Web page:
Don’t screen stocks by their analyst recommendations and price targets. You’d want to develop your own unbiased, objective views and arrive at your own conclusions.
Don’t use pre-built screens. Think about the metrics you want to use and think why they are important to you.
For example, if you are a growth investor, then most pre-built online screeners might not be a good fit. Most of them are built to find value stocks.
Define your own investment style, and filter by your own metrics to source investment ideas.
You’d want to develop your own unbiased, objective views and arrive at your own conclusions.
How to screen stocks: avoid using stock screeners too often
Stock screeners are great tools. However, using them too often can lead to FOMO – the fear of missing out. There might be hundreds of attractive stocks for you to filter and buy, but you can’t own them all.
Using a stock screener too much can help lead you to become a day-trader. You’d be inclined to sell yesterday’s stock for the new hot idea.
Pick a few good stocks and stick with them.
How to screen stocks #7: screener alternatives
If you are not a fan of FinViz, there are a number of other good options available. Here is a quick summary of the most popular stock screeners out there.
Yahoo Finance is the most popular free stock screener on the market. Especially now that Google Finance has decided to pull back on its features, Yahoo Finance is the go-to stock screener for individual investors to find stock news and analysis. It has fewer filters than FinViz but offers most commonly-used filters including sales & EPS growth and valuation ratios to screen by.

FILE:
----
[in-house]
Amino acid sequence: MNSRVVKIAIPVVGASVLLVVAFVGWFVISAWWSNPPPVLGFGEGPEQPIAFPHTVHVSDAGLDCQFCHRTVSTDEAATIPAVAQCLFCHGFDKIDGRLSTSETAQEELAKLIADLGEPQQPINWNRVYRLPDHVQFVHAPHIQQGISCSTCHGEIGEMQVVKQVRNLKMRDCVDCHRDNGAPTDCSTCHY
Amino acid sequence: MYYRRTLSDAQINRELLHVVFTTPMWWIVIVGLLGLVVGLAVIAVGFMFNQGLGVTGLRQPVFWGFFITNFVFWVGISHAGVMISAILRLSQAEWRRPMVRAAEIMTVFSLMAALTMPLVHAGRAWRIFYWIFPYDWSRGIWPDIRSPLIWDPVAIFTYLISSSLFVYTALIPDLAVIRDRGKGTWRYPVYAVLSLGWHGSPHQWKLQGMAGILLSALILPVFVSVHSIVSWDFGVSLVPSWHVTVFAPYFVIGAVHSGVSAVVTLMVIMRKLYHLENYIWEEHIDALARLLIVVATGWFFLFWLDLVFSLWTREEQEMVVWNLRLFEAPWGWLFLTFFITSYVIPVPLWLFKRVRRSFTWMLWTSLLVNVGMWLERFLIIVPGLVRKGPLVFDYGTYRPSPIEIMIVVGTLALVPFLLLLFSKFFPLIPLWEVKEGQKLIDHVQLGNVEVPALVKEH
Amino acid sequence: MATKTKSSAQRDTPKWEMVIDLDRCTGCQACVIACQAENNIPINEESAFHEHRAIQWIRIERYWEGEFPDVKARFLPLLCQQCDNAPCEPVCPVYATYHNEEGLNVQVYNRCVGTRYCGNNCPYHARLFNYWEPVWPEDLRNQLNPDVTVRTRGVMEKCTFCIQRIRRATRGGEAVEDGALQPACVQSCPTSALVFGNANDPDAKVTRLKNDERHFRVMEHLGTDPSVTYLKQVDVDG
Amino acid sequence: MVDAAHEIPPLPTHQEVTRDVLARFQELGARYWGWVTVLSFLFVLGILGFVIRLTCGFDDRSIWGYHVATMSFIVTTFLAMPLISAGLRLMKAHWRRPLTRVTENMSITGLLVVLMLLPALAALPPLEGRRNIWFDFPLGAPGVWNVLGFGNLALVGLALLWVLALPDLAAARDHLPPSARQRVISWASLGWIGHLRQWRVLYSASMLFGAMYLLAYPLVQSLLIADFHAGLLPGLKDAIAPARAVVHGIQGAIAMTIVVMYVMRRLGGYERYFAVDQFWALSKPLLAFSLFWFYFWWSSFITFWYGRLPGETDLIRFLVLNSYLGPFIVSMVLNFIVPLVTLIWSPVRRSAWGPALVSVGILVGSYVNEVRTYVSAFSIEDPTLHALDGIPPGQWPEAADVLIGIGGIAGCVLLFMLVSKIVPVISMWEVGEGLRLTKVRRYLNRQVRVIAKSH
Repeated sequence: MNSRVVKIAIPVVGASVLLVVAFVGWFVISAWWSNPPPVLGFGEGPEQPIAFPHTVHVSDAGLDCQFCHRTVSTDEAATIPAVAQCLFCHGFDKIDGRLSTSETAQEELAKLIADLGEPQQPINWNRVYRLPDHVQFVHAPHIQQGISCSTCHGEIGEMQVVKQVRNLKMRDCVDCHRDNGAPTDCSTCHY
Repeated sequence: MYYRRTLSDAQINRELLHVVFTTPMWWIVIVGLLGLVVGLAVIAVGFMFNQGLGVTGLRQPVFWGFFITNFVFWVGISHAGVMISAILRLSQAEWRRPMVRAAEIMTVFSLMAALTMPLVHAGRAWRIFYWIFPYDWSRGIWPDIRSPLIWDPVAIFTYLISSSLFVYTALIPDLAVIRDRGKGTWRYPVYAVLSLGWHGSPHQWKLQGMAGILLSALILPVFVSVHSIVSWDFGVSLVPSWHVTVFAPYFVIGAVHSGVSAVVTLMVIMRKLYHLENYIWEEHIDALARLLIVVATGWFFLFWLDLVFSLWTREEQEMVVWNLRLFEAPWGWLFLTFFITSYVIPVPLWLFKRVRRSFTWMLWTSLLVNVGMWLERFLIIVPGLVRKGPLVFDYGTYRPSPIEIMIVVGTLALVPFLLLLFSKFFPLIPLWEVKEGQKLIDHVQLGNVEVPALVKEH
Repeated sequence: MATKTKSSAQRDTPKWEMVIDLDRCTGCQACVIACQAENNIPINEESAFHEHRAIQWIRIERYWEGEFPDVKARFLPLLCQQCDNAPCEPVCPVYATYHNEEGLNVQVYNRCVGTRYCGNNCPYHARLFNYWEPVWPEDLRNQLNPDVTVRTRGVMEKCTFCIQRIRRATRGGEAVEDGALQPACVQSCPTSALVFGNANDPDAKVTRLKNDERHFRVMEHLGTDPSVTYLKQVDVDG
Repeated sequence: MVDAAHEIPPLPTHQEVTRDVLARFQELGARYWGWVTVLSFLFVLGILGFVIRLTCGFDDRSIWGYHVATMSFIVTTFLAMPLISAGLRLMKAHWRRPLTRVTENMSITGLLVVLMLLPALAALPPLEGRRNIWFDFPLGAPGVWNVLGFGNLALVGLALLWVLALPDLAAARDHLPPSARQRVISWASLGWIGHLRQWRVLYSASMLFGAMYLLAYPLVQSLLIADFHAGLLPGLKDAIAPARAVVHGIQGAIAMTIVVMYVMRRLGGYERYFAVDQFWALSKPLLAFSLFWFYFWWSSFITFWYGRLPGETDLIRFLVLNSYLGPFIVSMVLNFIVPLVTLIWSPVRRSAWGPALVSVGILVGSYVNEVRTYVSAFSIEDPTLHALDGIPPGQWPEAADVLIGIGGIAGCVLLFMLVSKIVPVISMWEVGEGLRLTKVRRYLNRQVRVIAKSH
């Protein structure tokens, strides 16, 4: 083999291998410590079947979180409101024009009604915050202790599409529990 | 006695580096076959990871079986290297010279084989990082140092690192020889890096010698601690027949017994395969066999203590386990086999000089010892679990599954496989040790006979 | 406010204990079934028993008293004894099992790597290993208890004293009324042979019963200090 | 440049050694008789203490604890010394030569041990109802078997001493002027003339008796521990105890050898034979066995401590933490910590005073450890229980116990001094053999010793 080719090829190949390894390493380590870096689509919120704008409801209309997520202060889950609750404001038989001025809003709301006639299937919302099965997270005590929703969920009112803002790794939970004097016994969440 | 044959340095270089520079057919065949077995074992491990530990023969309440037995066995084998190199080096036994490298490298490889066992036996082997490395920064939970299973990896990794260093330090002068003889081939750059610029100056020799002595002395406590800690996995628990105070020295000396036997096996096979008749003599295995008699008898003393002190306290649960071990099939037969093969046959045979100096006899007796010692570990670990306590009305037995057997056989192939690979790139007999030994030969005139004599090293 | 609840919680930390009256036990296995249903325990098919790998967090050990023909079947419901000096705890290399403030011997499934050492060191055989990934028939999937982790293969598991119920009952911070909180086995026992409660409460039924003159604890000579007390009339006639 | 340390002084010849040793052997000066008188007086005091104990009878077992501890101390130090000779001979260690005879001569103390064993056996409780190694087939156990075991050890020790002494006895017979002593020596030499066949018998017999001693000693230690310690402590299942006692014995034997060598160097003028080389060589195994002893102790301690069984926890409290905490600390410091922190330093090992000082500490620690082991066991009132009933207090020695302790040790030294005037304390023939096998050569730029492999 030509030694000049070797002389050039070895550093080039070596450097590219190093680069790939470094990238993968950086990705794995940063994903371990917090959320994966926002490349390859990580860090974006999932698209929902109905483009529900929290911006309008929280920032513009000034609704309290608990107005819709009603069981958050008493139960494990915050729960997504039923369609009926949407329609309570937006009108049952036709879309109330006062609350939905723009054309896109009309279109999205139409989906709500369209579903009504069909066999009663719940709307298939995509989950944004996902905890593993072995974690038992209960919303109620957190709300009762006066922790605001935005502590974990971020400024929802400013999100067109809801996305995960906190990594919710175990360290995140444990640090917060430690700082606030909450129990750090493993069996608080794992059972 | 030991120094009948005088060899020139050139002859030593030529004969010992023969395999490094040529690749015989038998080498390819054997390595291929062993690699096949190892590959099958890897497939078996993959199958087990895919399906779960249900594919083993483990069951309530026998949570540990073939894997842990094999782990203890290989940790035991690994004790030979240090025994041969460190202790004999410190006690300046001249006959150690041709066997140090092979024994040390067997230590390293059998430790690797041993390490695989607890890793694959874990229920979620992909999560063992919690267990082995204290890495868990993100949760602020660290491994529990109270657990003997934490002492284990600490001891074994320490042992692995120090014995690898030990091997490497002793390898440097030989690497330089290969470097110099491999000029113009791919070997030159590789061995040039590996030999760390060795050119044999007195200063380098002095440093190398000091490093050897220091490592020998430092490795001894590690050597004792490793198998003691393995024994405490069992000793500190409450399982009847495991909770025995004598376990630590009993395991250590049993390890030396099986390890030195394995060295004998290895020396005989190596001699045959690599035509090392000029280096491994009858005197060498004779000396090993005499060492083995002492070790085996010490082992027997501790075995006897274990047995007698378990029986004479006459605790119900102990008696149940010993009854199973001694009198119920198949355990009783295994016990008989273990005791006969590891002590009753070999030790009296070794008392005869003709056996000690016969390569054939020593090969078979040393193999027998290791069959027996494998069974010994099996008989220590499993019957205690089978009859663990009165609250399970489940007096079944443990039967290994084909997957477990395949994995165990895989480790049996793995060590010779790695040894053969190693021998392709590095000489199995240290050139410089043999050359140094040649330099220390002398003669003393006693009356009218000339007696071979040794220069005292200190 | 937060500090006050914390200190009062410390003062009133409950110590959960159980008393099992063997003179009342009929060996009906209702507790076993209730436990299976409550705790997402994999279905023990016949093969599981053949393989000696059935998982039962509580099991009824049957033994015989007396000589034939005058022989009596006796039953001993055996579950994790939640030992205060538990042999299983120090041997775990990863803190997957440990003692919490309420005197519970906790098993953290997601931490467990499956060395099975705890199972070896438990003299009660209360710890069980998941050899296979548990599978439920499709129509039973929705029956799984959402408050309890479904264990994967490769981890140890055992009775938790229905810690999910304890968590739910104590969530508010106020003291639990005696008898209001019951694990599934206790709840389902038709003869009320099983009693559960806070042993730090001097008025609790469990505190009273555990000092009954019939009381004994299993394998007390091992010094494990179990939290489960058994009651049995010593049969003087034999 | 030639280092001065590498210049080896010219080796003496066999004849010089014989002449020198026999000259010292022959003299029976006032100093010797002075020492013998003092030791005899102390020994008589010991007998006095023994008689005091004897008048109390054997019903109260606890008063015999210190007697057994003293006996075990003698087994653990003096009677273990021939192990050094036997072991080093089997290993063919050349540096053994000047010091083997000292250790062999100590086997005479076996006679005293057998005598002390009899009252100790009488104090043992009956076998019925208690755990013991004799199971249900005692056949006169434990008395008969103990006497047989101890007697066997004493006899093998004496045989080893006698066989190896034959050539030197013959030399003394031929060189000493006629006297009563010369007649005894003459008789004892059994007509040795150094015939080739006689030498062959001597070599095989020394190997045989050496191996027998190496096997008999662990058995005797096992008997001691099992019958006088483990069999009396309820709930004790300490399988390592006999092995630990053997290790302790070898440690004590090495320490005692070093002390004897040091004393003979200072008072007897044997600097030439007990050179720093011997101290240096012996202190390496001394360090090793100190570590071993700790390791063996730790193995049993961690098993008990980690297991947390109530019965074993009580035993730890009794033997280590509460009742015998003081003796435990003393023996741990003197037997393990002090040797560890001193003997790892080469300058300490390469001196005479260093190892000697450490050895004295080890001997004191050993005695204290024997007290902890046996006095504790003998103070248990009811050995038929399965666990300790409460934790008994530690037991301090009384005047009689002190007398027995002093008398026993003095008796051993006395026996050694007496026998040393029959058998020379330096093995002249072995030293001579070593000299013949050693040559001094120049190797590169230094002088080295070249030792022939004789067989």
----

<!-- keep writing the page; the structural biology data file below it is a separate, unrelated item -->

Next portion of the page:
The Motley Fool’s stock screener is known for its own filter, the CAPS rating for stocks. CAPS ranges from one to five and provides a quick way for investors to find quality stocks. This comes at a cost. The Motley Fool’s stock screener has fewer filters than FinViz or Yahoo Finance’s stock screeners.
FinViz’s stock screen can be overwhelming to newcomers. It presents all the filters available at once.
On the other hand, MarketWatch’s stock screener can guide you through its filters one-by-one. This is a more user-friendly way to use a stock screener. However, the downside is having fewer advanced filters to play with.
Paststat is the close cousin to FinViz. It also offers a clean interface and fast loading times.
The key difference between Paststat and Finviz is the catered audience. Paststat is focused on technical filters, including relative strength and momentum. These are great for short-term traders. Investors prefer FinViz.
StockFetcher is a more overwhelming version of PastStat. It also caters to traders, but has a less user-friendly design and required medium-to-advanced knowledge of technical trading.
Do you have any questions about how to screen for stocks? Leave any questions below!